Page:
Orts noted that the Volkswagen recall would be the largest ever in the auto industry. Both he and MacDuffie predicted more trouble ahead after the report of an ongoing internal investigation into the company’s affairs is made public, including potential criminal prosecutions and class action lawsuits.
MacDuffie said he expected a split between the vehicles that are repaired and those that are bought back, depending on the age of the vehicle. The earliest-made or oldest cars in the vehicles covered may be hardest to repair, and the more recent cars may be closer to compliance and therefore easier to bring into compliance, he explained. Another split could occur between consumers who are environmentally conscious and want the cars fixed, and others who bought the car for its “peppy performance” and high gas mileage who wouldn’t care about getting those fixes, he added.
“The biggest unknown is [around what could] happen in Europe,” said MacDuffie. He pointed out that while the scandal surfaced in the U.S., Volkswagen has sold only a half a million of the cars with diesel engines compared to 11 million worldwide. He noted that even if the financial impact per vehicle is lower in Europe and other markets, Volkswagen could face a much bigger overall price tag for repairs and recalls.
Diesel’s Road Ahead
Will the Volkswagen scandal sound the closing bells for the diesel-powered car market in the U.S., as some people predict? MacDuffie pointed to the factors that could give fuel to that theory. It would be hard to convince car users to buy diesel vehicles because of issues with fuel costs and vehicle performance, the lesser availability of diesel compared to gasoline, and “the taint of the scandal,” he said. That scenario in the U.S. is far different than in Europe, where diesel reigns supreme. In France, for example, diesel-powered vehicles account for some 60% of sales, he pointed out.
Volkswagen’s ambitions to grow big and fast in the U.S. created the conditions for the current crisis, according to MacDuffie. “Part of the reason for the scandal was that Volkswagen set ambitious goals to be the biggest auto company, and to reach [those goals, it] had to grow a lot in the U.S., which was [its] smallest market and biggest opportunity,” he said. “[Volkswagen] thought they could conquer the U.S. with clean diesel.”
“You have yet another lesson of how expensive it is when you make a big legal or ethical mistake.” –Eric Orts
Now that Volkswagen’s dreams of capturing market shares in the U.S. with diesel-powered vehicles are all but shattered, the company will have to rethink its growth strategy, said MacDuffie. It could attempt to revive its goals with gasoline vehicles, where it still commands positive reviews, or perhaps get there with electric vehicles, he added.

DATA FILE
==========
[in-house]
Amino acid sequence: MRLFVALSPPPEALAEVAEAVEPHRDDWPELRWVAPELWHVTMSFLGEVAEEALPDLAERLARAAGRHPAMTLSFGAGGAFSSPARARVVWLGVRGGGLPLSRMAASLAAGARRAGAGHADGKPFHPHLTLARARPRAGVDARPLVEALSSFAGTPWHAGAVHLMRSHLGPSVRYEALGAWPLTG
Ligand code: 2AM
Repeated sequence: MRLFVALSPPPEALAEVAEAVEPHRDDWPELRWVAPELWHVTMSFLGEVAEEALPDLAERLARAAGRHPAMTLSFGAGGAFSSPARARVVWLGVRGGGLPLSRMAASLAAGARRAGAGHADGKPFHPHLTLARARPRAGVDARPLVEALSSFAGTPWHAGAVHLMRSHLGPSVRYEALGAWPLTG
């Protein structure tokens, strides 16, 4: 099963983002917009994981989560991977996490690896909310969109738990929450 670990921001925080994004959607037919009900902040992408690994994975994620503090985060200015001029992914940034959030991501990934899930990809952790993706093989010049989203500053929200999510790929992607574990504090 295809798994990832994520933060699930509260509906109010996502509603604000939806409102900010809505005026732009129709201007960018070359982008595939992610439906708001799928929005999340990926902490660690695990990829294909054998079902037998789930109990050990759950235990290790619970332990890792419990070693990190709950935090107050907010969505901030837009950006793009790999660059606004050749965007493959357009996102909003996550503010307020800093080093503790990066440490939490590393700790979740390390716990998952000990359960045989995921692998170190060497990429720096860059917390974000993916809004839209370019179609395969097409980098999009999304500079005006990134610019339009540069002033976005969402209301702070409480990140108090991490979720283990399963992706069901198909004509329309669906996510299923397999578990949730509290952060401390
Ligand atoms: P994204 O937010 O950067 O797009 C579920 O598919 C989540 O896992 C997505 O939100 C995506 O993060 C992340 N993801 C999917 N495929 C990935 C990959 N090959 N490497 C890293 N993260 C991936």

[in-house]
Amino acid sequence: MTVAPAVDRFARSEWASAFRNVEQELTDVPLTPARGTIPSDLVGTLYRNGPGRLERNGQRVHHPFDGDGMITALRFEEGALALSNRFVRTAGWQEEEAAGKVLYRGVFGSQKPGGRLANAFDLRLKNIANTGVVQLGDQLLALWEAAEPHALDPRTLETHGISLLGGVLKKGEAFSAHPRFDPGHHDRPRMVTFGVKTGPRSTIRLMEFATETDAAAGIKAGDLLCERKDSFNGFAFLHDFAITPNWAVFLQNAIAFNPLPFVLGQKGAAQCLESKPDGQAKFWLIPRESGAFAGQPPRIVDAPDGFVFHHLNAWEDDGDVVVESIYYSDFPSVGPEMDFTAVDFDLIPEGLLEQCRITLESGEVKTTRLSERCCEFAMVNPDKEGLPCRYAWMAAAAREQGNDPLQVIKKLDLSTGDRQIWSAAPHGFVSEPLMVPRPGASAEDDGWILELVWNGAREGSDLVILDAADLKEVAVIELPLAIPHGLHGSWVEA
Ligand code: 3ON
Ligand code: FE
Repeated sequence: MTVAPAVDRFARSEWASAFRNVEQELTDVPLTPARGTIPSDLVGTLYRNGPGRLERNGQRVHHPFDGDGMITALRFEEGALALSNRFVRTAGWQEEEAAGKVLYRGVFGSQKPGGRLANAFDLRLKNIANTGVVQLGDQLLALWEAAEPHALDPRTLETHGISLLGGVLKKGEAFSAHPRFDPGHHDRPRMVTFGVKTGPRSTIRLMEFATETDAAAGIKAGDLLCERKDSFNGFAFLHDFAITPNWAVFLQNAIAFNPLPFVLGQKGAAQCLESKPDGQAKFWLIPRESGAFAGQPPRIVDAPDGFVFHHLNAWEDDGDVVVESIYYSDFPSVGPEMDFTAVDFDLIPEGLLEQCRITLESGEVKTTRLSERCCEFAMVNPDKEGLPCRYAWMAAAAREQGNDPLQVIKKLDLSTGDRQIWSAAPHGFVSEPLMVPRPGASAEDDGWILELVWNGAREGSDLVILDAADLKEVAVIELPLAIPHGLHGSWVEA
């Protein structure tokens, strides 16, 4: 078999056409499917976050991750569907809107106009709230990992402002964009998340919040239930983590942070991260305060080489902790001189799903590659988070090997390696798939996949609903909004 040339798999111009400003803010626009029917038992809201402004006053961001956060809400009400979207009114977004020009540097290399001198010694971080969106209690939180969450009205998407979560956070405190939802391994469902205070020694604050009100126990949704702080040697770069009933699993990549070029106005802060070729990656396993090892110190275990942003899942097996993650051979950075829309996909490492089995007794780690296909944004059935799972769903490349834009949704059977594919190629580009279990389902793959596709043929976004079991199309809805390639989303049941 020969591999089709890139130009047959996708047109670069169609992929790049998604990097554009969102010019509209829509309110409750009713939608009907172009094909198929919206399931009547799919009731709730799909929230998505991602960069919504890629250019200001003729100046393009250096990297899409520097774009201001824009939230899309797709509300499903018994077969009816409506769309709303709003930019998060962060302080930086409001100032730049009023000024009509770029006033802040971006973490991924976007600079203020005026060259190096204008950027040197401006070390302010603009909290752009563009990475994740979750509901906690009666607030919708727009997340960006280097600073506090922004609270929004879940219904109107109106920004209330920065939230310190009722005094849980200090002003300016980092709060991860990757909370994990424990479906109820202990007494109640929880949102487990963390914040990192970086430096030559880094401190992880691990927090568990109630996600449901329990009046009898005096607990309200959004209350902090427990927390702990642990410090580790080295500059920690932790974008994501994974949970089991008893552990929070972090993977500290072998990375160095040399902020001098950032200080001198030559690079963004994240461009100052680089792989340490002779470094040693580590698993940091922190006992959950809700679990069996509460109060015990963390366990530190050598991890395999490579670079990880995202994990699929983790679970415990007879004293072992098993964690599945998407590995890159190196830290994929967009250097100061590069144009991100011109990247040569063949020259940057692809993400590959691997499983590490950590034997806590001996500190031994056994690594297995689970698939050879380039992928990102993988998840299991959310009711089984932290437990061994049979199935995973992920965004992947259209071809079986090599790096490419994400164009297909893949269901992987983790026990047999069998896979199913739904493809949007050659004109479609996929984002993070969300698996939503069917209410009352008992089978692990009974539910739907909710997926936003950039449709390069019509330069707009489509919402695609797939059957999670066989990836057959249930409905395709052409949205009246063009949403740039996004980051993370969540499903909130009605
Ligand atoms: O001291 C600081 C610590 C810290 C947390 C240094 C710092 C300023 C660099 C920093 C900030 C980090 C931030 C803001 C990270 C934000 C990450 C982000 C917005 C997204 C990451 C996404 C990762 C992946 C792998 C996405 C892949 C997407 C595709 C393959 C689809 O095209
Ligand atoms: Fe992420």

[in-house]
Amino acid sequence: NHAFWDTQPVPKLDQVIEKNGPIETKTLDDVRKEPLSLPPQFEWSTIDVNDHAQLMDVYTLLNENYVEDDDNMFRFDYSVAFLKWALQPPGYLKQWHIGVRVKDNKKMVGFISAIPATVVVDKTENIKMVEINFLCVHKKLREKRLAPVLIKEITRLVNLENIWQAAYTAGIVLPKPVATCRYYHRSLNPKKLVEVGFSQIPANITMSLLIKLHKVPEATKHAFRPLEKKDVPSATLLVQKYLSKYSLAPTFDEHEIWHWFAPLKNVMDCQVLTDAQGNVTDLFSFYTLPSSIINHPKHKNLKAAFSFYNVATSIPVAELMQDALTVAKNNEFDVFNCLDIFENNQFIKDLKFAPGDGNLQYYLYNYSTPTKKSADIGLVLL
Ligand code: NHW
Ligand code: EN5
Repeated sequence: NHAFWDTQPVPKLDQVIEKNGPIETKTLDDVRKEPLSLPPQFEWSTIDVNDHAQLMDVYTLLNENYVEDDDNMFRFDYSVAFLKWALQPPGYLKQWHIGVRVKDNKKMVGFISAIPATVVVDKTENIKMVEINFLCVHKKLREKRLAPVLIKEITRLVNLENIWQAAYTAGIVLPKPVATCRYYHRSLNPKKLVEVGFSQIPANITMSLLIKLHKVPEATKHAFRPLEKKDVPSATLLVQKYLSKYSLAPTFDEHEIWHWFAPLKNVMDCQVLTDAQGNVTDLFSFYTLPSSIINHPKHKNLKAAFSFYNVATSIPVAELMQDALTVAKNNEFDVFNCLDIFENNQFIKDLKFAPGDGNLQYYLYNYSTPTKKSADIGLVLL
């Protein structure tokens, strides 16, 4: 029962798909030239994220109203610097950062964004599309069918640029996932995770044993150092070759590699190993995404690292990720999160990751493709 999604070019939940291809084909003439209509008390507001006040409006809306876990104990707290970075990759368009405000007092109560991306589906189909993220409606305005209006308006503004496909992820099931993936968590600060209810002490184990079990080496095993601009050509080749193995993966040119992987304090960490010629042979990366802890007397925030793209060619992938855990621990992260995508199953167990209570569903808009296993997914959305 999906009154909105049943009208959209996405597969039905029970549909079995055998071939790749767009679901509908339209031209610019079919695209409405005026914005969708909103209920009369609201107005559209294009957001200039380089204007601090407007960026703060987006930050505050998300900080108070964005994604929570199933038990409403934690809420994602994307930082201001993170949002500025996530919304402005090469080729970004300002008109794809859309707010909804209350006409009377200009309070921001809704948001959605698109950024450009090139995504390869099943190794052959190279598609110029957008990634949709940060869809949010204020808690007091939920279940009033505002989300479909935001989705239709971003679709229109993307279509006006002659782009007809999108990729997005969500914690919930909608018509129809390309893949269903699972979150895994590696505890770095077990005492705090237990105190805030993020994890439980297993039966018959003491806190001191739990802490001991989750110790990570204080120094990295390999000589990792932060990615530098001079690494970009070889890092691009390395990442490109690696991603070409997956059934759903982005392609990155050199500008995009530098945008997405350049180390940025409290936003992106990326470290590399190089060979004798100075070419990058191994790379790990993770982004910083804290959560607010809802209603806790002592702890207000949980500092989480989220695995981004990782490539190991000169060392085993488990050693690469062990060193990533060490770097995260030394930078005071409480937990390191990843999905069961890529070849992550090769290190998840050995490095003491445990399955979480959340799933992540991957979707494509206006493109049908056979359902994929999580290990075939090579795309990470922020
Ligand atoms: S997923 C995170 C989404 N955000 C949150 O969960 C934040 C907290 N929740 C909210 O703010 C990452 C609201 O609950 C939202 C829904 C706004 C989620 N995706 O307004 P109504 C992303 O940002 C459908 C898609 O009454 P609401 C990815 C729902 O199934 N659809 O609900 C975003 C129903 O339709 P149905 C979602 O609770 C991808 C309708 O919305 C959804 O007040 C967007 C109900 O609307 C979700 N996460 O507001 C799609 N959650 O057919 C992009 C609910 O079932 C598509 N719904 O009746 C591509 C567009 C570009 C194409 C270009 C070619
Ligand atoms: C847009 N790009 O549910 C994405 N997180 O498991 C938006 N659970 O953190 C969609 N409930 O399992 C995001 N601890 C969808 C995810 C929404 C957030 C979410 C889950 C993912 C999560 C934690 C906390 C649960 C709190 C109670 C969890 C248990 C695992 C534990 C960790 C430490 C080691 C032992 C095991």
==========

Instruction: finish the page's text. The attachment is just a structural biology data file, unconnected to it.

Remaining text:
“Volkswagen may try to steer attention away from engines to electronics and connected cars (cars with Internet access) and some of the safety features of autonomous driving,” said MacDuffie, adding that it has a reputation as an advanced engineering company. “The Germans are considered the toughest consumers in terms of reading all the technical stats and making their decisions based on who has the best new features,” he said. “If [Volkswagen] can tap some of that geeky interest, in particularly the IT-based features and some of new safety features, that could be an easier pivot for them….”
Meanwhile, would Volkswagen have learned the right lessons from the latest episode? Orts said the book he is editing on the moral responsibility of firms covers precisely that issue. The book looks at incentive structures at companies to see how such scandals could be prevented and how new standards could be created within them to ensure that, he added. “As [MacDuffie] said, they had the pressure within the company to hit financial targets and increase sales in the U.S. How do you encourage companies, when they are competing so hard against each another, to also follow the rules, to not cut corners and to not look the other way when you see there is pressure on engineers to cut the corners on hitting emissions targets?”
Orts believed that Volkswagen will learn useful lessons from the scandal. “You have yet another lesson of how expensive it is when you make a big legal or ethical mistake — $18 billion (the potential maximum fine) is not a small number, and it is avoidable,” he said. “It could really be cheaper if companies could watch themselves and regulate themselves and do the right thing without the big government over your head. When you have an event like this, looks like maybe we do need big government some times to look at big companies. That model will get reinforced. You do need watchdogs to ensure that the rules are being followed.”